Obama Vetoes Bill to Repeal Signature Health Care Law - NBC Chicago

Obama Vetoes Bill to Repeal Signature Health Care Law

The veto was expected.

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    Obama Vetoes Bill to Repeal Signature Health Care Law
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    File photo: President Barack Obama delivers remarks about his efforts to increase federal gun control in the East Room of the White House January 5, 2016 in Washington, DC.

     

    Protecting his signature domestic achievement, President Barack Obama on Friday vetoed legislation to repeal his health care law, saying the measure "would reverse the significant progress we have made in improving health care in America."

     

    Republican lawmakers have pushed many repeal measures since 2010, when Obama signed the health care program into law. This was the first of those bills to clear Congress and reach his desk.

    Republicans have argued that the law doesn't work.

    In his veto message to Congress, Obama disagreed. Obama said the Affordable Care Act includes fairer rules and stronger consumer protections "that have made health care coverage more affordable, more attainable and more patient-centered. And it is working."

    The veto was expected. But Republicans claimed victory with the vote, arguing that they met two goals by finally passing a repeal bill: keeping a promise to voters in an election year, and showing that they are capable of repealing the law if a Republican wins November's presidential election.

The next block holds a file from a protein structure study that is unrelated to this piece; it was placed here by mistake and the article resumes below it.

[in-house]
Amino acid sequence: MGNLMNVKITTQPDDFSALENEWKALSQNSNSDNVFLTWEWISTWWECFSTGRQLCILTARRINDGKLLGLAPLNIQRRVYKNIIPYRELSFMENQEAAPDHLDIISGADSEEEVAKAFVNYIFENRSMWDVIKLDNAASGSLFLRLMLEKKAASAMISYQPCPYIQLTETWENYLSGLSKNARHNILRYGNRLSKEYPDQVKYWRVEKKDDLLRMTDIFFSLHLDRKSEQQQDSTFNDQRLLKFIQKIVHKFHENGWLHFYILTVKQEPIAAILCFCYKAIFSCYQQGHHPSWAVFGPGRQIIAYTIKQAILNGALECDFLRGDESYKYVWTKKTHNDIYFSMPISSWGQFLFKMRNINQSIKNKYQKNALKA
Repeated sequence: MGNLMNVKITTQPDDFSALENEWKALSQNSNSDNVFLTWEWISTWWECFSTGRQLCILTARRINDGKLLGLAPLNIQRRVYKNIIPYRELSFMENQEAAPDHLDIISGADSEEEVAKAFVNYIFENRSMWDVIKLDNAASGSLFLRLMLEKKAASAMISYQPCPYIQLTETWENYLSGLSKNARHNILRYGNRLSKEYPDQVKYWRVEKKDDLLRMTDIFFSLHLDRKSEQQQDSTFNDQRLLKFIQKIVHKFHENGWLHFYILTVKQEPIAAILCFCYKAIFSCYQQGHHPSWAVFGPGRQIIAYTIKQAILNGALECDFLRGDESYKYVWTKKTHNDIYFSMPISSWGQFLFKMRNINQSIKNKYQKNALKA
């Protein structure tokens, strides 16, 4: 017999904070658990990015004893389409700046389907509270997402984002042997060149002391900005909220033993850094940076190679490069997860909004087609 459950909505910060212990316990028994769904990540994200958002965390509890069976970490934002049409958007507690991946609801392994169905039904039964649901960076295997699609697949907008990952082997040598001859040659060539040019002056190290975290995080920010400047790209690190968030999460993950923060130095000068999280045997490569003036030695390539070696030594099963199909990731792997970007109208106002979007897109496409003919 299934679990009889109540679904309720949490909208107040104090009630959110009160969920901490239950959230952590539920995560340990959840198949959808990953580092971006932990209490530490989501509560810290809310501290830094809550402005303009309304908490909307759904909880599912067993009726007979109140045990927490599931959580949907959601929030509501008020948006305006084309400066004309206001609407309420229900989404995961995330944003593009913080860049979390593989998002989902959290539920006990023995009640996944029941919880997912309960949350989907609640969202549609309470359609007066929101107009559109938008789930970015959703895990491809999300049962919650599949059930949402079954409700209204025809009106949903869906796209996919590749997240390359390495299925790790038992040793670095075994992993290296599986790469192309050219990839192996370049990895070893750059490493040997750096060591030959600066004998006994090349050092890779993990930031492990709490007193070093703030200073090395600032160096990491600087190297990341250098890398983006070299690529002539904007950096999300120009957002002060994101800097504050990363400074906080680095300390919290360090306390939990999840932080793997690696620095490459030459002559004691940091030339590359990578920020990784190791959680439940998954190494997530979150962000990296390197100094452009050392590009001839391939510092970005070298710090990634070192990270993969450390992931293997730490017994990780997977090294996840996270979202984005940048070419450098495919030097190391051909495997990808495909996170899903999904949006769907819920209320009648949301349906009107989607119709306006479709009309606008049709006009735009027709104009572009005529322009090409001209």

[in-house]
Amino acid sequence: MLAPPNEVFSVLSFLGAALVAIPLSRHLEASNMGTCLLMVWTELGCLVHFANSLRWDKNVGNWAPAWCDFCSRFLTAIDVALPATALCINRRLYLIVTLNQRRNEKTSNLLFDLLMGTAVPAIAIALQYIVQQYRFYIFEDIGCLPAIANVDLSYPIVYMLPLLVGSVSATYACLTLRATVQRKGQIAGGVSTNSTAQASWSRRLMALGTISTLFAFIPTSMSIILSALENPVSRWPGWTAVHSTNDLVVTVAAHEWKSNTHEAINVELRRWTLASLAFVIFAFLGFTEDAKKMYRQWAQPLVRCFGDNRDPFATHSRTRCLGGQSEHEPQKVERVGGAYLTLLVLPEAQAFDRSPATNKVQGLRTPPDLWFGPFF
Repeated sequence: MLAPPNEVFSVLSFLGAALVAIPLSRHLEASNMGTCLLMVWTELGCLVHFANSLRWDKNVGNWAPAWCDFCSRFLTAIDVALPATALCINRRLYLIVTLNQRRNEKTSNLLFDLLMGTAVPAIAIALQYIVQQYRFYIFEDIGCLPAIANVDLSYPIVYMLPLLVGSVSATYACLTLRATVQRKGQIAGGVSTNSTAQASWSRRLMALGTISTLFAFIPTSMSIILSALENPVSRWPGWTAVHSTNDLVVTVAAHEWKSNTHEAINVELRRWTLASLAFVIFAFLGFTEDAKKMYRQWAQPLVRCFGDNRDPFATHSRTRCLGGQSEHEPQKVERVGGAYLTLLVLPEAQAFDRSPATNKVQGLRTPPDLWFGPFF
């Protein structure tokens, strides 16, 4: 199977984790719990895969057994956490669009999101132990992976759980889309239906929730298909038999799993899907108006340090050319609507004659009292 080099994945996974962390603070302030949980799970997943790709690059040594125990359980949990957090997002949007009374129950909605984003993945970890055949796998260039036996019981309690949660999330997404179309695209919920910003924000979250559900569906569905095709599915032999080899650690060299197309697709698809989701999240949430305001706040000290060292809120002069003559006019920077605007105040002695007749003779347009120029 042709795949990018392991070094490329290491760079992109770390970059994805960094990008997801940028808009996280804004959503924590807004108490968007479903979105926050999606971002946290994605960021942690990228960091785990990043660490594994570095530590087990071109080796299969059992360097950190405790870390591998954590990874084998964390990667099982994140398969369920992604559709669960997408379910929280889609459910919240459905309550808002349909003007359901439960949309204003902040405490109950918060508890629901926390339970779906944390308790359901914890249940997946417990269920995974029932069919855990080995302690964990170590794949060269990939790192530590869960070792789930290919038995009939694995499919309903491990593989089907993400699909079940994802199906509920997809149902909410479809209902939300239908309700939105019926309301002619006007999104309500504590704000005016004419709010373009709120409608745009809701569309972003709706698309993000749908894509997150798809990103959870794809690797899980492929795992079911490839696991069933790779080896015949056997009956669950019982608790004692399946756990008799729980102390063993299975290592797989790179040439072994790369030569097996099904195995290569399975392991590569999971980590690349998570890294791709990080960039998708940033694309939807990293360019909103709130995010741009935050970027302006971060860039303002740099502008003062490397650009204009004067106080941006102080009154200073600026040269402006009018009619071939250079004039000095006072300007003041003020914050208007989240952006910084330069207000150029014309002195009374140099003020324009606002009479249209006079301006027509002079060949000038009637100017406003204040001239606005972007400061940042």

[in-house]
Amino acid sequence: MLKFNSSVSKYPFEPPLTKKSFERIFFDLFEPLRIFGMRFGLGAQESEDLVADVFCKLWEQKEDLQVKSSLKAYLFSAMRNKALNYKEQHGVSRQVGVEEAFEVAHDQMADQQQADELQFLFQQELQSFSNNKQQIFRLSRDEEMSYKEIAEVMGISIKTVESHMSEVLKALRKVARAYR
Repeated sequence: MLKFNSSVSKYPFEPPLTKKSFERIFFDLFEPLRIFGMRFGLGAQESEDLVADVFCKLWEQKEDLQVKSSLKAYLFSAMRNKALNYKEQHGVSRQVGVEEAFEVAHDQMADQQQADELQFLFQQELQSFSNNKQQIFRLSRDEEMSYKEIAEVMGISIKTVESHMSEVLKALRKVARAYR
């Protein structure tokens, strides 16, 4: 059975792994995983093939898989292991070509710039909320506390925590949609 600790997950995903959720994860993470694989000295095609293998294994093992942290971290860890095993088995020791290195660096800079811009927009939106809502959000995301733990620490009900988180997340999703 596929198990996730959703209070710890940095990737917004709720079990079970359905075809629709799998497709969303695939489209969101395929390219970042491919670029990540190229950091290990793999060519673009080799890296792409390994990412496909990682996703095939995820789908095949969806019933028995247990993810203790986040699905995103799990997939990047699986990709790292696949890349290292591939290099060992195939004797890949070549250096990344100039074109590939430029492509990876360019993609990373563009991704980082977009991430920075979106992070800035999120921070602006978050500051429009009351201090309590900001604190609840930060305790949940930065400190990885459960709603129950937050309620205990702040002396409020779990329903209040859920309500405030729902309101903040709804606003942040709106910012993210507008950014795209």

House Speaker Paul Ryan issued a statement following the president's veto, saying the House will hold a vote to override it and promising to take "this process all the way to the end under the constitution."

    “It’s no surprise that someone named Obama vetoed a bill repealing Obamacare," Speaker Ryan said in a video published on YouTube. "We have now shown that there is a clear path to repealing Obamacare without 60 votes in the Senate. So, next year, if we’re sending this bill to a Republican president, it will get signed into law."

    The Senate passed the measure last year under special rules that protected it from a Democratic filibuster, and the House passed it this week.